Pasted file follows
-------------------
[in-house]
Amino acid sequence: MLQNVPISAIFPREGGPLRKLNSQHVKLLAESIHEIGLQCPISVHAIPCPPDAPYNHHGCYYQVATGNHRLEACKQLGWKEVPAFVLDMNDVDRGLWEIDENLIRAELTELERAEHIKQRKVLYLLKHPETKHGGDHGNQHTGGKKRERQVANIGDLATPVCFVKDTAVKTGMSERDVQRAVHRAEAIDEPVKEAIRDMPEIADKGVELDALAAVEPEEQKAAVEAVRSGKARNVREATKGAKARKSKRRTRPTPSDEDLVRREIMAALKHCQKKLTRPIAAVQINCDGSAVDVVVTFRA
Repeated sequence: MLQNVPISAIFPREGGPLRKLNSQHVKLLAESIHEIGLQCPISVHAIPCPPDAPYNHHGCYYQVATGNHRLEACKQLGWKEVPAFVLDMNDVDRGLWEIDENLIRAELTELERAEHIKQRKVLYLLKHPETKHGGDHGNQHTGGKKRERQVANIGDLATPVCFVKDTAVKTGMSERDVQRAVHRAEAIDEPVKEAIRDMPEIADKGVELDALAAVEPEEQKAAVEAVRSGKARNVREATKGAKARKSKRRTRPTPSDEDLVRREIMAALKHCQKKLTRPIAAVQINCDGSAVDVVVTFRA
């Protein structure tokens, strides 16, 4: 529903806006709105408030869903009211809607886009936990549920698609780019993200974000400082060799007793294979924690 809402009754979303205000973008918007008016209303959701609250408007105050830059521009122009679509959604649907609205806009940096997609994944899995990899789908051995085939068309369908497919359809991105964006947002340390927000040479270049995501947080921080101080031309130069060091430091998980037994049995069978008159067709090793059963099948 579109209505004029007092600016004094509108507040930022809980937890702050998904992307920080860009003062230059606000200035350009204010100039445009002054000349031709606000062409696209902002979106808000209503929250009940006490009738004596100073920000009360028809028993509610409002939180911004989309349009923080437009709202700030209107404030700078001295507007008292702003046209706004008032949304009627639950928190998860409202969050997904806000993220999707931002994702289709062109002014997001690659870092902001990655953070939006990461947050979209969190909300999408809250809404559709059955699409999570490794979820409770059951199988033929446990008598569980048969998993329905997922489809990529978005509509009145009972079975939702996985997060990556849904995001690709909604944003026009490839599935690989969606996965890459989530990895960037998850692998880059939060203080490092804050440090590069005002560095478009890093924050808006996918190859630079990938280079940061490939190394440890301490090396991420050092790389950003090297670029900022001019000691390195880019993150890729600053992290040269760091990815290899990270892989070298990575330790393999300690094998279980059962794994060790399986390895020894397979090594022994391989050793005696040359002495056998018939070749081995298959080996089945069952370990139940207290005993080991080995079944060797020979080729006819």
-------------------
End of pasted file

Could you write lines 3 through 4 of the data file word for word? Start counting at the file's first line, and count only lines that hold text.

Repeated sequence: MLQNVPISAIFPREGGPLRKLNSQHVKLLAESIHEIGLQCPISVHAIPCPPDAPYNHHGCYYQVATGNHRLEACKQLGWKEVPAFVLDMNDVDRGLWEIDENLIRAELTELERAEHIKQRKVLYLLKHPETKHGGDHGNQHTGGKKRERQVANIGDLATPVCFVKDTAVKTGMSERDVQRAVHRAEAIDEPVKEAIRDMPEIADKGVELDALAAVEPEEQKAAVEAVRSGKARNVREATKGAKARKSKRRTRPTPSDEDLVRREIMAALKHCQKKLTRPIAAVQINCDGSAVDVVVTFRA
């Protein structure tokens, strides 16, 4: 529903806006709105408030869903009211809607886009936990549920698609780019993200974000400082060799007793294979924690 809402009754979303205000973008918007008016209303959701609250408007105050830059521009122009679509959604649907609205806009940096997609994944899995990899789908051995085939068309369908497919359809991105964006947002340390927000040479270049995501947080921080101080031309130069060091430091998980037994049995069978008159067709090793059963099948 579109209505004029007092600016004094509108507040930022809980937890702050998904992307920080860009003062230059606000200035350009204010100039445009002054000349031709606000062409696209902002979106808000209503929250009940006490009738004596100073920000009360028809028993509610409002939180911004989309349009923080437009709202700030209107404030700078001295507007008292702003046209706004008032949304009627639950928190998860409202969050997904806000993220999707931002994702289709062109002014997001690659870092902001990655953070939006990461947050979209969190909300999408809250809404559709059955699409999570490794979820409770059951199988033929446990008598569980048969998993329905997922489809990529978005509509009145009972079975939702996985997060990556849904995001690709909604944003026009490839599935690989969606996965890459989530990895960037998850692998880059939060203080490092804050440090590069005002560095478009890093924050808006996918190859630079990938280079940061490939190394440890301490090396991420050092790389950003090297670029900022001019000691390195880019993150890729600053992290040269760091990815290899990270892989070298990575330790393999300690094998279980059962794994060790399986390895020894397979090594022994391989050793005696040359002495056998018939070749081995298959080996089945069952370990139940207290005993080991080995079944060797020979080729006819």